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Monday, 29 April, 2002, 23:09 GMT 00:09 UK
Fading fertility hits women in their 20s
Baby
Older women may find it harder to become pregnant
Signs of decline in a woman's fertility are detectable even before she reaches 30, according to researchers.

Experts say that this should only mean a slight delay in conceiving for the average couple.

However, they warn evidence of diminishing fertility at such a young age should encourage couples not to postpone seeking fertility treatment too far into their 30s.

The latest study, based on a sample of 782 apparently healthy couples, also found clues that a man's fertility actually starts to decline as he approaches 40, rather than beyond it as previously evidence suggested.


Younger couples who believe they have fertility problems should not be dismissed by their GPs

Mr Richard Kennedy, Walsgrave Hospital
Lead author Dr David Dunson said that, to his knowledge, this was the first study to spot the tell-tale signs of falling fertility at such young ages.

He said: "Although we noted a decline in female fertility in the late 20s, what we found was a decrease in the probability of becoming pregnant per menstrual cycle, not in the probability of eventually achieving a pregnancy."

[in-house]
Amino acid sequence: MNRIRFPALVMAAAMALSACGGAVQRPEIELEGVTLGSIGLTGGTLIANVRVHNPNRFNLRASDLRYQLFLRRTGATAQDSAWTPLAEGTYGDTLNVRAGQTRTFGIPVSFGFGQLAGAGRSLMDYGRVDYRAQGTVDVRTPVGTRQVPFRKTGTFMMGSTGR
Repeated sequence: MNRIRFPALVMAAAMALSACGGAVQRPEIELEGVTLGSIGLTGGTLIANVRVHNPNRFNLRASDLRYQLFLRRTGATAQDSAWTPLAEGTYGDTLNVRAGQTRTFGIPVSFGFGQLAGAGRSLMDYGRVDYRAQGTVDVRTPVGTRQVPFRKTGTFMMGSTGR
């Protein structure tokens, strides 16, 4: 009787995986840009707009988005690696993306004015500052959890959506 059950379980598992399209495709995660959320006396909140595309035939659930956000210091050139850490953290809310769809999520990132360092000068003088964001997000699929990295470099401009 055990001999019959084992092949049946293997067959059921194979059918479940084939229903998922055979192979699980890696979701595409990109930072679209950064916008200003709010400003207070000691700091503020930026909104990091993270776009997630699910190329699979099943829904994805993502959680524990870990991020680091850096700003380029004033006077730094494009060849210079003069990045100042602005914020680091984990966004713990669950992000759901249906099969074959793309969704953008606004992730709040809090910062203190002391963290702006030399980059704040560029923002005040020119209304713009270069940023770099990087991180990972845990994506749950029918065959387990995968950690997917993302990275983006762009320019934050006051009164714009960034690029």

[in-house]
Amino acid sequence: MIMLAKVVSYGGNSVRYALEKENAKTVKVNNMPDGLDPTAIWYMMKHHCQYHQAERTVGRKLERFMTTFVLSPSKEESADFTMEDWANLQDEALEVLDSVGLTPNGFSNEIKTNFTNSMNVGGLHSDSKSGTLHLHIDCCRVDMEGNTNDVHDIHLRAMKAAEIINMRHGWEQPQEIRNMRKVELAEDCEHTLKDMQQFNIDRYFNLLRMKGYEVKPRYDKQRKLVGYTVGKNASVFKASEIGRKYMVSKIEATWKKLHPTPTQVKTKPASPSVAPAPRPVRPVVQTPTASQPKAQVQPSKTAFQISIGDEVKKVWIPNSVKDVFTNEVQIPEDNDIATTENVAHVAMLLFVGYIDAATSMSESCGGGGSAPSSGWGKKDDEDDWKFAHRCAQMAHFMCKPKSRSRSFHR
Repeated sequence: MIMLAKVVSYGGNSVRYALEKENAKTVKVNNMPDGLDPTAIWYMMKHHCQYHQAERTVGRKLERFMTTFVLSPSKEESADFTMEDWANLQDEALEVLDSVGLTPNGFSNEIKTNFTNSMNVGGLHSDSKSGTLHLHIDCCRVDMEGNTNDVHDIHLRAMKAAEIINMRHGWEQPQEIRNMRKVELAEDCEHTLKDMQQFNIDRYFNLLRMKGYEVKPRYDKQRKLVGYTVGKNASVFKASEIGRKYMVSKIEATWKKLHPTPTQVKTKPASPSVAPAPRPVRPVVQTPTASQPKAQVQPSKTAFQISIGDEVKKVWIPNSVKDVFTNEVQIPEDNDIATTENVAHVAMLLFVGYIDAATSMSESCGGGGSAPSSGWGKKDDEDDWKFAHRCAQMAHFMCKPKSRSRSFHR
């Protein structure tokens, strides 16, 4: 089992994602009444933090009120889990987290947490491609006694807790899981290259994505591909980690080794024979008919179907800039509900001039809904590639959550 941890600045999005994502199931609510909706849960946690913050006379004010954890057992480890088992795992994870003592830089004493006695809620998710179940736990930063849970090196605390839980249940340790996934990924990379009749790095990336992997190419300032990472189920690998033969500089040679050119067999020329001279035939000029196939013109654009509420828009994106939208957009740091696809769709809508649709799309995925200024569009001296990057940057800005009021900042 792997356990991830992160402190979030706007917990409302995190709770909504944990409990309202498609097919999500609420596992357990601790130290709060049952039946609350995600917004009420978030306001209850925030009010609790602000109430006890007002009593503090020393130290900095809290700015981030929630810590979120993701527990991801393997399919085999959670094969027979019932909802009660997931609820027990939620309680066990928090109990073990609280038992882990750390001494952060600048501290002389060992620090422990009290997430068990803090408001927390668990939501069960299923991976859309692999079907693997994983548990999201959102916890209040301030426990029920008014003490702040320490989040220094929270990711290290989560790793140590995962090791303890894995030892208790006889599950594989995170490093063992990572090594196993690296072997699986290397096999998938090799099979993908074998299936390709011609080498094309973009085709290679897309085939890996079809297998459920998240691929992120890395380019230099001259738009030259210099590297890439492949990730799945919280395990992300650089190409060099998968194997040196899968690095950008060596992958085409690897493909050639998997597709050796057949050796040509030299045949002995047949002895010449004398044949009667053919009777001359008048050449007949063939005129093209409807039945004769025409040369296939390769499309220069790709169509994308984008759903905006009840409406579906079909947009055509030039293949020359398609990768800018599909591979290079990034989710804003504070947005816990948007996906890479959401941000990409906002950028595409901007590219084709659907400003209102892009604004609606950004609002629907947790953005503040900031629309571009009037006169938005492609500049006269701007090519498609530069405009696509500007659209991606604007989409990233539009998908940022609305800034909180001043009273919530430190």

The finding partly supports what many experts already believe - that a woman's fertility gradually diminishes throughout her 20s after peaking in her late teens.

Falling success

Evidence from IVF treatments suggest that success rates begin to gradually tail off from the start of the 30s, falling more dramatically from the mid to late 30s.

A leading fertility specialist says that young couples who are having problems conceiving need to be aware that the chances of successful IVF treatment, should that prove necessary, are better if the woman is in her 20s rather than her 30s.

Mr Richard Kennedy, from Walsgrave Hospital near Coventry, said: "Some health authorities refuse to pay for couples to undergo IVF until they are at least 30, which is crazy, because not only do the couple have to wait for years, but the chances of success are falling.

"Younger couples who believe they have fertility problems should not be dismissed by their GPs."

On the positive side, however, Dr Dunson, from the National Institute of Environmental Health Sciences, found that the so-called fertile window - days in the cycle on which a woman can conceive, did not shorten regardless of the woman's age, remaining at approximately six days.

His findings were published in the journal Human Reproduction.

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The BBC's Richard Bilton
"The average age of mums in this country has now risen to above 30"
See also:

17 Nov 00 | Health
Fertile days 'hard to predict'
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